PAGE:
A Step Towards Privacy or an Obstacle to Transparency?

California State Capitol Building
In a groundbreaking move, the state of California has decided to remove dates of birth from court records based on the decision of All of Us or None – Riverside Chapter vs. W. Samuel Hamrick, Clerk case. This decision has garnered mixed reactions from various stakeholders, with some seeing it as a positive step towards individual privacy while others view it as a potential barrier to public transparency. Let’s dive into the motivations behind this decision and the implications it might have.

Why Remove Date of Birth?

1. Identity Protection: One of the primary reasons behind this decision is the increasing concern over identity theft. Dates of birth, along with other personal details, can be a goldmine for malicious individuals trying to commit fraud. By removing this information from court records, the state aims to make it harder for identity thieves to gather complete profiles on potential victims.

2. Respect for Privacy: As our lives become more digital, there’s a growing call for institutions to respect personal data and privacy. Dates of birth can be considered sensitive personal information, and its unnecessary disclosure might be seen as an invasion of personal space, especially if the individual is not a public figure.

The Flip Side: Concerns Raised

1. Transparency in Journalism: For journalists, access to detailed court records, including dates of birth, can be essential in accurately identifying individuals. There are often multiple individuals with the same name, and the date of birth can be a distinguishing factor. By removing this detail, there might be challenges in ensuring that the right person is being referred to, especially in stories that are in the public’s interest.

2. Background Checks: Employers, landlords, and various other entities rely on background checks to verify the histories of potential employees, tenants, or partners. Without a date of birth, verifying someone’s past can become more complicated and may lead to potential mistakes.

3. Genealogical Research: For those tracing their family trees, court records serve as valuable resources. Removing dates of birth can make it more challenging to identify and trace specific ancestors, potentially hindering genealogical research.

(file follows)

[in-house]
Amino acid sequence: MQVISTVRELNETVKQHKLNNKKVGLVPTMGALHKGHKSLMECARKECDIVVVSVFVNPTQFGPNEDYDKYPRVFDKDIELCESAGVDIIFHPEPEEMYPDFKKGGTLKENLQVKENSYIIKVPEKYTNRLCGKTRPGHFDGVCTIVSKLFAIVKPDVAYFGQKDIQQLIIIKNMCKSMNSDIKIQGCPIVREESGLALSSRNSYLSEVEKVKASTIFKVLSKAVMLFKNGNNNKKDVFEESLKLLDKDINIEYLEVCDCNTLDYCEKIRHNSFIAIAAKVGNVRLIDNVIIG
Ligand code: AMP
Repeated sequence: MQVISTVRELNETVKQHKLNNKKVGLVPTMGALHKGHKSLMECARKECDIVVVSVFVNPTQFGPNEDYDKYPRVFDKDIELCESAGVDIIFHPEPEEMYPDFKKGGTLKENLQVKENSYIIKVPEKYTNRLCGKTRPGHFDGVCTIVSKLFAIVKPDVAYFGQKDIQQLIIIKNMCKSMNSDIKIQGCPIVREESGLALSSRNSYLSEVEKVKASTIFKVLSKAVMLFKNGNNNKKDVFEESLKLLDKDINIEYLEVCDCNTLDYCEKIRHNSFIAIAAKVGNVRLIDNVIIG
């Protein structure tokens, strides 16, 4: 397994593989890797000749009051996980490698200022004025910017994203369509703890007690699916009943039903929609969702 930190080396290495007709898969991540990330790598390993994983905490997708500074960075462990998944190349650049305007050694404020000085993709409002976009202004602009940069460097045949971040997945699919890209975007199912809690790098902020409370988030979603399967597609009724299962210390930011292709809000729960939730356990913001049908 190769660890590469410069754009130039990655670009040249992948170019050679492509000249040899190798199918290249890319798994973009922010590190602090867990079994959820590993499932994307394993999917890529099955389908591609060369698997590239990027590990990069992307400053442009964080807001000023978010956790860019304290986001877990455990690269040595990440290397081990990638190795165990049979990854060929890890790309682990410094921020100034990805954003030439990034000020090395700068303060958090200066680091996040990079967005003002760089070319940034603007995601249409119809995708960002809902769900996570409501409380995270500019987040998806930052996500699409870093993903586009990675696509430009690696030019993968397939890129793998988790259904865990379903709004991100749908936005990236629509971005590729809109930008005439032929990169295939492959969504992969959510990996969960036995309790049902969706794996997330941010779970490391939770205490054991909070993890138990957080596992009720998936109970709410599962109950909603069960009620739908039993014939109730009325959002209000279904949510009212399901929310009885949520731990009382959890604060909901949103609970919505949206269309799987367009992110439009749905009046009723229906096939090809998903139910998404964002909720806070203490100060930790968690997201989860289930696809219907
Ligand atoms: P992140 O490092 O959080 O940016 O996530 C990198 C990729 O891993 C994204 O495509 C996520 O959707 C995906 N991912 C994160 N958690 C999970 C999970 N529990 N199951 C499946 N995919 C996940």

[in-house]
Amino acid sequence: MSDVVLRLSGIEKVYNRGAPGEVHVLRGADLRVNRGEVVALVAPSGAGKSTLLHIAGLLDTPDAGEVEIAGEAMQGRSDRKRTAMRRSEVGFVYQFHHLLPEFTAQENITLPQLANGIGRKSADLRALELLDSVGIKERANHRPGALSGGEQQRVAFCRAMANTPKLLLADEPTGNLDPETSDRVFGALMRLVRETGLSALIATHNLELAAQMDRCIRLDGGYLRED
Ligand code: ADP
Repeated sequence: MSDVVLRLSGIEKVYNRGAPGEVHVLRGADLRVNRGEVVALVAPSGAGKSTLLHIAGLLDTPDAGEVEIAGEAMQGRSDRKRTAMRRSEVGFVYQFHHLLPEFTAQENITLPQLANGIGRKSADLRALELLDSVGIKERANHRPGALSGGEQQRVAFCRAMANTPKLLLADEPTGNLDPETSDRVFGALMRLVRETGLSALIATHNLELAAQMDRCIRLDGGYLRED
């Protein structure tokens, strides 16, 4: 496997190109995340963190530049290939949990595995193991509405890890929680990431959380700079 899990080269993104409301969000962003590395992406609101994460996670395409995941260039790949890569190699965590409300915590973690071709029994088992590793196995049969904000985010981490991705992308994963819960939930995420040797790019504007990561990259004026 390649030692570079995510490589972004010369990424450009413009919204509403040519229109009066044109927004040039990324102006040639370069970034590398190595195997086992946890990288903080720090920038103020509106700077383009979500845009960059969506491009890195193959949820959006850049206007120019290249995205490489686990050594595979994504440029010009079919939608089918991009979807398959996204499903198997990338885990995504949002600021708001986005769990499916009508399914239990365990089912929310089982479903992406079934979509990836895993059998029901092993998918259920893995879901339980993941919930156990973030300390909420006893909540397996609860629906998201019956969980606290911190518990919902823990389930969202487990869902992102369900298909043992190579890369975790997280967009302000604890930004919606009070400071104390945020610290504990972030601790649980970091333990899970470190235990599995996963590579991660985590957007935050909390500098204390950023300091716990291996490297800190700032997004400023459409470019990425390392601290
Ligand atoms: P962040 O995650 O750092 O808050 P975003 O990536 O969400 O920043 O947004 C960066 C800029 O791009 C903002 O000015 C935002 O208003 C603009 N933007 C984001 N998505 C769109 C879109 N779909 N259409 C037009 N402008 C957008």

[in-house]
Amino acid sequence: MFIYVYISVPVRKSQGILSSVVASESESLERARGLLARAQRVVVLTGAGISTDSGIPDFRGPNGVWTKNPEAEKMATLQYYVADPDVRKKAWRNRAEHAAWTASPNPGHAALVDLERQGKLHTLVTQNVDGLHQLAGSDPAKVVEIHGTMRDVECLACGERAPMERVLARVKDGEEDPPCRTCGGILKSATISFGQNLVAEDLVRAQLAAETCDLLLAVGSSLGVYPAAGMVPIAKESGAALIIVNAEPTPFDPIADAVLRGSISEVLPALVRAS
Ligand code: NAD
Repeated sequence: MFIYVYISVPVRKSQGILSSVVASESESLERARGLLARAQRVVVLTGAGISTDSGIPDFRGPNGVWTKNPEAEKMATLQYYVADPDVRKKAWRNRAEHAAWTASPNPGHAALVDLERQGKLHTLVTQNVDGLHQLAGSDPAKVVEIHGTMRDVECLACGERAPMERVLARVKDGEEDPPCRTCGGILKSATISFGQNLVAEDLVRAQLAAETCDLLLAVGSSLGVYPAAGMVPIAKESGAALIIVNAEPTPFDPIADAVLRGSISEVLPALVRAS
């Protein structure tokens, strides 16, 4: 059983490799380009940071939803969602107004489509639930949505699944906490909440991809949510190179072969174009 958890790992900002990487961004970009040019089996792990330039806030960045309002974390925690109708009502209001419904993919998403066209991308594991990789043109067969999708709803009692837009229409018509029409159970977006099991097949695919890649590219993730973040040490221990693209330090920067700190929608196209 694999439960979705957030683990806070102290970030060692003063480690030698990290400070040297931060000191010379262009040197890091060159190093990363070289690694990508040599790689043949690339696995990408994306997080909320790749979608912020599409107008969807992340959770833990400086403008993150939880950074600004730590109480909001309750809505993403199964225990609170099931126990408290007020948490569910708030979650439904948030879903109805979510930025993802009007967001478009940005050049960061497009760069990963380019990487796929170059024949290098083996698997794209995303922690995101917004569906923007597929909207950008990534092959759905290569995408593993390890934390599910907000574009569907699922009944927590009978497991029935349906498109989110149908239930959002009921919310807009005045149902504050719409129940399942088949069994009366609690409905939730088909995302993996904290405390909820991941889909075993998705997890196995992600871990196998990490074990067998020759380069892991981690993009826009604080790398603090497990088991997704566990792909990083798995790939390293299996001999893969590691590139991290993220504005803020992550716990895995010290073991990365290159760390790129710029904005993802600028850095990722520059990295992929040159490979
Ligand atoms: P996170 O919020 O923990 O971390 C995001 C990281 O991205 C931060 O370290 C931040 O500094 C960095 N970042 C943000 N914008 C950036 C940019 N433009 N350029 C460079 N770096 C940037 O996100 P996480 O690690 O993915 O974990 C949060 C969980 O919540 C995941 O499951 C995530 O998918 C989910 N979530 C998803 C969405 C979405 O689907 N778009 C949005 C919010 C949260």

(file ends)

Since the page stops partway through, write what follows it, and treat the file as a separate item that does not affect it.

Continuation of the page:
Without a date of birth, verifying someone’s past can become more complicated and may lead to potential mistakes.

Finding a Balance

The decision to remove dates of birth from court records is a testament to the evolving nature of data privacy and protection in the digital age. California, known for its progressive data protection measures, like the California Consumer Privacy Act (CCPA), is once again at the forefront of this movement.

However, as with any significant policy change, it’s essential to strike a balance. While the protection of personal data is paramount, it’s also necessary to ensure that the public’s right to information isn’t unduly hindered.


The move to remove dates of birth from California’s court records shines a spotlight on the constant tug-of-war between individual privacy and public transparency. As other states and countries observe California’s experiment, it will be crucial to monitor the long-term implications of this decision. Whether or not this becomes a trend remains to be seen, but it undeniably sparks an essential conversation about how much of our personal data should be available to the public.

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Senate Bill 647
Senate Bill 1262
This bill would require publicly accessible electronic indexes of defendants in criminal cases to permit searches and filtering of results based on a defendant’s driver’s license number or date of birth, or both.
Senate Bill 1262 Veto